Peter Singer Cleans Up: Pushing Death Pays
An article about a pending speech by Peter Singer in the Phoenix Times demonstrates once again that some of the best journalism and commentary can be found in the alternative press. From the story, byline Sarah Fenske:
In his 1985 book Should the Baby Live? The Problem of Handicapped Infants, the Australian-born philosopher writes that parents should have the right to kill a baby that's born disabled--and not just have the right to do it, but in some instances that disabled babies literally should be killed.Let me be clear here. Singer's talking about killing babies after they've been born. He's written that parents should have the right to kill a child within 28 days of birth. And if a family is inflicted with a senile relative, well, children ought to be allowed to kill feeble parents, too. Humanely, of course.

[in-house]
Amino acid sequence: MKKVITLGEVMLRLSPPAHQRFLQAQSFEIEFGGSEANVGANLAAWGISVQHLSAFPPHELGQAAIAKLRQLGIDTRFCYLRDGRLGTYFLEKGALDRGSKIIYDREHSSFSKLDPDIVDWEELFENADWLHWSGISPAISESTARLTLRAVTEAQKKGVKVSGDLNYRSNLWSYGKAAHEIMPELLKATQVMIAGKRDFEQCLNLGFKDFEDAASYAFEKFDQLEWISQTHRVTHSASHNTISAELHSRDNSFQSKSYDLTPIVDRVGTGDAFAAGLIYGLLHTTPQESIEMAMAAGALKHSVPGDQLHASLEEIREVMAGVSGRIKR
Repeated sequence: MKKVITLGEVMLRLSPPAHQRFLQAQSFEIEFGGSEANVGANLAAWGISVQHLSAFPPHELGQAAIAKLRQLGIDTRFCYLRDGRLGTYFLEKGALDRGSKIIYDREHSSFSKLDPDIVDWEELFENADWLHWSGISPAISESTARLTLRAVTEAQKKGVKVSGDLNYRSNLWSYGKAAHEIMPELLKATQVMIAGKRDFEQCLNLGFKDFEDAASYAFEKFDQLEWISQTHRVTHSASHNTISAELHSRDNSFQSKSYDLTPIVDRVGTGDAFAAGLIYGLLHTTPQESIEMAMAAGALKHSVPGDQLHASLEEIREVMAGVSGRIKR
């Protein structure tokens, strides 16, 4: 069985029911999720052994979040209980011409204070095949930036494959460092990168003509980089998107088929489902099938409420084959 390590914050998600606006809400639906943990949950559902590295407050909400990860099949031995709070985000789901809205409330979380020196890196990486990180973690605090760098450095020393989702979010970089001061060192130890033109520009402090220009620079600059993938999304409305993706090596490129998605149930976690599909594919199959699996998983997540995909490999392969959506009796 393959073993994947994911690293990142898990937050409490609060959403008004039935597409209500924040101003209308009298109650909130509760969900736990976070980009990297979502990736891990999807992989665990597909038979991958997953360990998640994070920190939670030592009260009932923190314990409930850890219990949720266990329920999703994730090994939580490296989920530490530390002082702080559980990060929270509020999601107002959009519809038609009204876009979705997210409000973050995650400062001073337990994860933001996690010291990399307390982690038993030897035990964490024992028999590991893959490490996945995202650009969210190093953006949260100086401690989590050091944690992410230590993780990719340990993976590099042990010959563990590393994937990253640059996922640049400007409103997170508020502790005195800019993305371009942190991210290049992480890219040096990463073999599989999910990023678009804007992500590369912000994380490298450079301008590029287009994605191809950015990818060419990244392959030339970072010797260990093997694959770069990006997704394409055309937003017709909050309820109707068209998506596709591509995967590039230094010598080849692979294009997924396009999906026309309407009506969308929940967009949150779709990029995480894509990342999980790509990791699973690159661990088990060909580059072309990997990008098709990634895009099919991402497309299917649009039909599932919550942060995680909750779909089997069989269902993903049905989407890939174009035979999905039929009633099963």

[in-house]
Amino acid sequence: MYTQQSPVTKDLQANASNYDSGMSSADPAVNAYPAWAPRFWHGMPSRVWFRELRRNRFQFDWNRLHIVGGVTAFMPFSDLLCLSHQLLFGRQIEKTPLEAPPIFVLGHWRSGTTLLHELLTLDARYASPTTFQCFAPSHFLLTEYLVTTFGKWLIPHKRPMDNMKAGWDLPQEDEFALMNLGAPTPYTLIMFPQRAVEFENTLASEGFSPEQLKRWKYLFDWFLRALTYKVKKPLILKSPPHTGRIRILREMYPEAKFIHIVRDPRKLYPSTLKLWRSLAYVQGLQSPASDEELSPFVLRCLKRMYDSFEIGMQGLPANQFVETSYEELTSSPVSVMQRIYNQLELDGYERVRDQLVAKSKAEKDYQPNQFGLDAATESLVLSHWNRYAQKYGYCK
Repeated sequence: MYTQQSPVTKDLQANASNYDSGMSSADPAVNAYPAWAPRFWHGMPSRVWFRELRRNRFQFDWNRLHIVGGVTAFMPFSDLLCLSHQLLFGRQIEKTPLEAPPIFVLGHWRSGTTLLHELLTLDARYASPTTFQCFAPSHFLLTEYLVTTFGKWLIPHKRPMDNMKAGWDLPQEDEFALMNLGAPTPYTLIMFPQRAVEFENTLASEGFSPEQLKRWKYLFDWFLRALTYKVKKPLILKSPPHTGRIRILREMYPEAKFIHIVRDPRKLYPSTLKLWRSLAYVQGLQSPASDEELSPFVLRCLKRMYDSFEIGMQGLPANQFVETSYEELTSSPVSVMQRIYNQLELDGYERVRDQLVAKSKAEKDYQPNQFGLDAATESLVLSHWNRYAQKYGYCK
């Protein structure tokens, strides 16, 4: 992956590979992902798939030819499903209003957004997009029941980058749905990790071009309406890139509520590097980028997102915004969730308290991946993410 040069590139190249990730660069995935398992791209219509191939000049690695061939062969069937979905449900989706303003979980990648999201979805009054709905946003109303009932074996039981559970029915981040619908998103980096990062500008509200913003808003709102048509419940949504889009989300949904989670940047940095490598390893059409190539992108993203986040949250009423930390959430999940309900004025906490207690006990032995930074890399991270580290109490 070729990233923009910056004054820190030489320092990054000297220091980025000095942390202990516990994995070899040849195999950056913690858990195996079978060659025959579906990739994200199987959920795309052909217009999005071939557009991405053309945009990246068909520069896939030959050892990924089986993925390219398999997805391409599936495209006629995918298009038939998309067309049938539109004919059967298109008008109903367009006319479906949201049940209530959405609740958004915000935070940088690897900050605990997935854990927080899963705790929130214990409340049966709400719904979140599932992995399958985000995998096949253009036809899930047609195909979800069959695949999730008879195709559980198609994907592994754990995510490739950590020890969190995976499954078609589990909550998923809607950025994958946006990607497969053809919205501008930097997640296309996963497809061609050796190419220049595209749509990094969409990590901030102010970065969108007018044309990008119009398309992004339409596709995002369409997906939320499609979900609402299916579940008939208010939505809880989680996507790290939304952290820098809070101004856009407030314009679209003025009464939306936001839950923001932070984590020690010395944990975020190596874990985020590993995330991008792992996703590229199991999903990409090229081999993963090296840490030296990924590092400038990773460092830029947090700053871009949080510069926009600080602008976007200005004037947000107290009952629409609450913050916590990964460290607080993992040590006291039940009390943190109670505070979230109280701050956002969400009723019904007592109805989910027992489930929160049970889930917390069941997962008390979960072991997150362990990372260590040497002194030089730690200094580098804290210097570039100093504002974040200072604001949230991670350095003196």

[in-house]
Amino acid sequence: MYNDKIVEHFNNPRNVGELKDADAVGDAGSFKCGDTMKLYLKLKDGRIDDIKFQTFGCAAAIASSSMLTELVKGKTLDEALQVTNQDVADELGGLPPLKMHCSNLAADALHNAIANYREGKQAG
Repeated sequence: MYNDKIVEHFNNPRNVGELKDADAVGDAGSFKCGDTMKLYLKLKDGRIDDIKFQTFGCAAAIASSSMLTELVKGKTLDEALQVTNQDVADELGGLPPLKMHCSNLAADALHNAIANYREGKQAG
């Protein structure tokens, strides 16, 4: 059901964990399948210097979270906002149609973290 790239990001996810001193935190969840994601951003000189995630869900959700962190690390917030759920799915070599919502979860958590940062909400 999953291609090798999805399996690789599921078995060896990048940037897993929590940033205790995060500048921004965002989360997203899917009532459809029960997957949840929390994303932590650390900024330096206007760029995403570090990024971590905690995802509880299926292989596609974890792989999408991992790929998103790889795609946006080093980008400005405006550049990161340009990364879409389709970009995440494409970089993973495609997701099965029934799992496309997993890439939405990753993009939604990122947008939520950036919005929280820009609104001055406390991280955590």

Actually, Singer has extended the infanticide license to almost a year. But I digress:
So, I was surprised to hear that Arizona State University is flying Peter Singer to campus for a lecture next week. And even more surprised when I heard the topic. He's going to talk about conscientious food choices.
It's more than a bit ironic. Here's a guy who argues, in effect, that human rights are limited to certain humans. That the siblings of a child with Down syndrome would naturally be happier without a disabled family member, so it's worth killing Down syndrome newborns. That the happiness of some people matters more than the very survival of others.
Now he wants to tell us how to eat?
Pushing death pays. Recall Jack Kevorkian was paid $50,000 to speak at the University of Florida. But Singer hasn't actually murdered anyone, so he gets a paltry $20,000. Perhaps if he acted on his culture of death convictions he could give himself a raise.The organizers aren't letting Singer be confronted about anything other than food. So much for the free exchange of ideas on today's modern college campus.